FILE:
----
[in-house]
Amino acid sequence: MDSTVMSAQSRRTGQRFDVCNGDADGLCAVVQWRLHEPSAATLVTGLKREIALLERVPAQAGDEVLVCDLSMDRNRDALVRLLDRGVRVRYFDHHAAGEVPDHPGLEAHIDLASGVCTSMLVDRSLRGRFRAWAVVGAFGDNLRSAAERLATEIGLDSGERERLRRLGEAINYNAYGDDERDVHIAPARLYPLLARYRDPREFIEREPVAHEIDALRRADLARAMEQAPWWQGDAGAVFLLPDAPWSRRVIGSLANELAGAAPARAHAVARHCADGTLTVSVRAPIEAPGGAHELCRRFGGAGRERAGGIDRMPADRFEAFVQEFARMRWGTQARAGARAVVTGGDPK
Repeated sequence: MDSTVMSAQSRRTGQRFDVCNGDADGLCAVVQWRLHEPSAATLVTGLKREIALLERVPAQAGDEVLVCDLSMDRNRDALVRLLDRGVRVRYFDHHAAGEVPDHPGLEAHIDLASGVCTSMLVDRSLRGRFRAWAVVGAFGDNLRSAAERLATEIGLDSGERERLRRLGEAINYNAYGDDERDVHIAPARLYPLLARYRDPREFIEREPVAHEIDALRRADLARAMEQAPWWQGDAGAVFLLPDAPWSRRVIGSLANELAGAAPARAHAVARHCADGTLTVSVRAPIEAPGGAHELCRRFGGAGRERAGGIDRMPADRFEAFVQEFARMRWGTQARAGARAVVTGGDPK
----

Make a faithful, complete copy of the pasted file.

[in-house]
Amino acid sequence: MDSTVMSAQSRRTGQRFDVCNGDADGLCAVVQWRLHEPSAATLVTGLKREIALLERVPAQAGDEVLVCDLSMDRNRDALVRLLDRGVRVRYFDHHAAGEVPDHPGLEAHIDLASGVCTSMLVDRSLRGRFRAWAVVGAFGDNLRSAAERLATEIGLDSGERERLRRLGEAINYNAYGDDERDVHIAPARLYPLLARYRDPREFIEREPVAHEIDALRRADLARAMEQAPWWQGDAGAVFLLPDAPWSRRVIGSLANELAGAAPARAHAVARHCADGTLTVSVRAPIEAPGGAHELCRRFGGAGRERAGGIDRMPADRFEAFVQEFARMRWGTQARAGARAVVTGGDPK
Repeated sequence: MDSTVMSAQSRRTGQRFDVCNGDADGLCAVVQWRLHEPSAATLVTGLKREIALLERVPAQAGDEVLVCDLSMDRNRDALVRLLDRGVRVRYFDHHAAGEVPDHPGLEAHIDLASGVCTSMLVDRSLRGRFRAWAVVGAFGDNLRSAAERLATEIGLDSGERERLRRLGEAINYNAYGDDERDVHIAPARLYPLLARYRDPREFIEREPVAHEIDALRRADLARAMEQAPWWQGDAGAVFLLPDAPWSRRVIGSLANELAGAAPARAHAVARHCADGTLTVSVRAPIEAPGGAHELCRRFGGAGRERAGGIDRMPADRFEAFVQEFARMRWGTQARAGARAVVTGGDPK